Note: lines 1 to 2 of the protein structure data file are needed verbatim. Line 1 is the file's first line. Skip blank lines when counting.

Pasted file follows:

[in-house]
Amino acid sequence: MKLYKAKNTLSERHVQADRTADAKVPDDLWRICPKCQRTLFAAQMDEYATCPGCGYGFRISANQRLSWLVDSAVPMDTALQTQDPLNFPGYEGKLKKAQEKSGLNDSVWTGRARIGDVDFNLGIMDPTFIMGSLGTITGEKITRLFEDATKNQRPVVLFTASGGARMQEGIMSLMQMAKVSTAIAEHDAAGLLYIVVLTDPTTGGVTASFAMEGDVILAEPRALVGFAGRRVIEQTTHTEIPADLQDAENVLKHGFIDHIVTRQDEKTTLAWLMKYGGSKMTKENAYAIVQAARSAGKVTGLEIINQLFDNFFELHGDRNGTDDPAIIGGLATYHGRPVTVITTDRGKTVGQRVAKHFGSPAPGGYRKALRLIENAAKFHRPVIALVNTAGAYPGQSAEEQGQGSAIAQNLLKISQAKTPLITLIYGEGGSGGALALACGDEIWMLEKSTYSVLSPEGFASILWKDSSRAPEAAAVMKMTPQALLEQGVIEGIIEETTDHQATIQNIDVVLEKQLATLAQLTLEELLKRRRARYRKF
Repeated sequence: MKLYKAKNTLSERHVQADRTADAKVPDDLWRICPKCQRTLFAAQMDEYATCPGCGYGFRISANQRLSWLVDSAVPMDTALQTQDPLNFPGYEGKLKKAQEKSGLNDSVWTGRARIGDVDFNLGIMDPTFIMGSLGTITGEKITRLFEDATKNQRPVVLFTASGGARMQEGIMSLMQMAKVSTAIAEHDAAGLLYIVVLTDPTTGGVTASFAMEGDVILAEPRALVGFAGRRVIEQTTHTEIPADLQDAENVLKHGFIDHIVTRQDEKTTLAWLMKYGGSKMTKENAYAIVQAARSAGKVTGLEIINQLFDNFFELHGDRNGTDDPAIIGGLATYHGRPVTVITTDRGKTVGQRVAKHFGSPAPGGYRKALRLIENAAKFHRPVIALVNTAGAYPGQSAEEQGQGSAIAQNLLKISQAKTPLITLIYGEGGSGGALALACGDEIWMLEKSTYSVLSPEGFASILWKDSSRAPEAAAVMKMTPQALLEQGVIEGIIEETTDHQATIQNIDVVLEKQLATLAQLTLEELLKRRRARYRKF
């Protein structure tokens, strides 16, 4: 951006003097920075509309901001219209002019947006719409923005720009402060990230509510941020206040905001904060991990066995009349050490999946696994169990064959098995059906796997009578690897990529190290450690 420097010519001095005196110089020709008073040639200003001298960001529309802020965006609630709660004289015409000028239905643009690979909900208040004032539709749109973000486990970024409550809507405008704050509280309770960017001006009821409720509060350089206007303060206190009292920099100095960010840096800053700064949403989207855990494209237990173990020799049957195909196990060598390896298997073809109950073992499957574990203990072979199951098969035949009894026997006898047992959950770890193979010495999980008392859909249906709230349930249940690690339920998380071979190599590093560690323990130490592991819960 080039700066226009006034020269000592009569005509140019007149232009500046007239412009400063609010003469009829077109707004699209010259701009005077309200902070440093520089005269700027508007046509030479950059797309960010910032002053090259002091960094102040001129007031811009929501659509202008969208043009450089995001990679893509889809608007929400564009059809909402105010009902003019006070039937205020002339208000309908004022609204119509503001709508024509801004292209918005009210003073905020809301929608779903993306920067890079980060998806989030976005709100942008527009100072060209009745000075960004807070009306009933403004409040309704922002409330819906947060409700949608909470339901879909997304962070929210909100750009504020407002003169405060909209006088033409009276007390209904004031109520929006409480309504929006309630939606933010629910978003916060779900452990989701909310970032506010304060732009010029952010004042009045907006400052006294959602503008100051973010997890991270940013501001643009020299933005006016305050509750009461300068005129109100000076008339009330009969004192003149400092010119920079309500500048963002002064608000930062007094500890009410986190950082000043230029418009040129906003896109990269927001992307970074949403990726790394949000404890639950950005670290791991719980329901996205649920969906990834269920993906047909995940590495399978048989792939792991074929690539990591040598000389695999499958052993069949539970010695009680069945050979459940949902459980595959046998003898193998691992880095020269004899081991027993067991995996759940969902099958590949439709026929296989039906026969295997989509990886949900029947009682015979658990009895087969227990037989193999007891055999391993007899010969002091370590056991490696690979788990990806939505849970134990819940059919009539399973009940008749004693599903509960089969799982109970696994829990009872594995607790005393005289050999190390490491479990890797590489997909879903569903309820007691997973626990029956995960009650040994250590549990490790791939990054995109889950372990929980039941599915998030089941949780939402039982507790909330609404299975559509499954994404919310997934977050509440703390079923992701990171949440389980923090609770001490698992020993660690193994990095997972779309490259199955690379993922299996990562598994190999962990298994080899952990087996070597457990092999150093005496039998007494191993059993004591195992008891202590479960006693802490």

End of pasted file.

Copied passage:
[in-house]
Amino acid sequence: MKLYKAKNTLSERHVQADRTADAKVPDDLWRICPKCQRTLFAAQMDEYATCPGCGYGFRISANQRLSWLVDSAVPMDTALQTQDPLNFPGYEGKLKKAQEKSGLNDSVWTGRARIGDVDFNLGIMDPTFIMGSLGTITGEKITRLFEDATKNQRPVVLFTASGGARMQEGIMSLMQMAKVSTAIAEHDAAGLLYIVVLTDPTTGGVTASFAMEGDVILAEPRALVGFAGRRVIEQTTHTEIPADLQDAENVLKHGFIDHIVTRQDEKTTLAWLMKYGGSKMTKENAYAIVQAARSAGKVTGLEIINQLFDNFFELHGDRNGTDDPAIIGGLATYHGRPVTVITTDRGKTVGQRVAKHFGSPAPGGYRKALRLIENAAKFHRPVIALVNTAGAYPGQSAEEQGQGSAIAQNLLKISQAKTPLITLIYGEGGSGGALALACGDEIWMLEKSTYSVLSPEGFASILWKDSSRAPEAAAVMKMTPQALLEQGVIEGIIEETTDHQATIQNIDVVLEKQLATLAQLTLEELLKRRRARYRKF